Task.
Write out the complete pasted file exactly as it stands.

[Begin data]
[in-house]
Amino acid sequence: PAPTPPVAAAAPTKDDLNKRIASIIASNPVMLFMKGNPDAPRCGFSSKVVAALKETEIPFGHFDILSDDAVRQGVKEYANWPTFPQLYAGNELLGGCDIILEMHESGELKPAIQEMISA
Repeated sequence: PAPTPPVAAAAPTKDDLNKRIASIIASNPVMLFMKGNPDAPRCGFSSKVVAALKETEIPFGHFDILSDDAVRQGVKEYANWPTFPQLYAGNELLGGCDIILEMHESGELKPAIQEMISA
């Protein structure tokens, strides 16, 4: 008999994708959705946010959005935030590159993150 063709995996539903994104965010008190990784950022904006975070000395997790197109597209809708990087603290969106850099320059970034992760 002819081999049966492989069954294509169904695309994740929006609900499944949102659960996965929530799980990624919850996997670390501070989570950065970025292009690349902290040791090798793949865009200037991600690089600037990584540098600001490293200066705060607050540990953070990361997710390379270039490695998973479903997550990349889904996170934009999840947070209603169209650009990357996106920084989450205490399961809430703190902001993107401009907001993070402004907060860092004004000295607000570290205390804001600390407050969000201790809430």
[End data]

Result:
[in-house]
Amino acid sequence: PAPTPPVAAAAPTKDDLNKRIASIIASNPVMLFMKGNPDAPRCGFSSKVVAALKETEIPFGHFDILSDDAVRQGVKEYANWPTFPQLYAGNELLGGCDIILEMHESGELKPAIQEMISA
Repeated sequence: PAPTPPVAAAAPTKDDLNKRIASIIASNPVMLFMKGNPDAPRCGFSSKVVAALKETEIPFGHFDILSDDAVRQGVKEYANWPTFPQLYAGNELLGGCDIILEMHESGELKPAIQEMISA
């Protein structure tokens, strides 16, 4: 008999994708959705946010959005935030590159993150 063709995996539903994104965010008190990784950022904006975070000395997790197109597209809708990087603290969106850099320059970034992760 002819081999049966492989069954294509169904695309994740929006609900499944949102659960996965929530799980990624919850996997670390501070989570950065970025292009690349902290040791090798793949865009200037991600690089600037990584540098600001490293200066705060607050540990953070990361997710390379270039490695998973479903997550990349889904996170934009999840947070209603169209650009990357996106920084989450205490399961809430703190902001993107401009907001993070402004907060860092004004000295607000570290205390804001600390407050969000201790809430």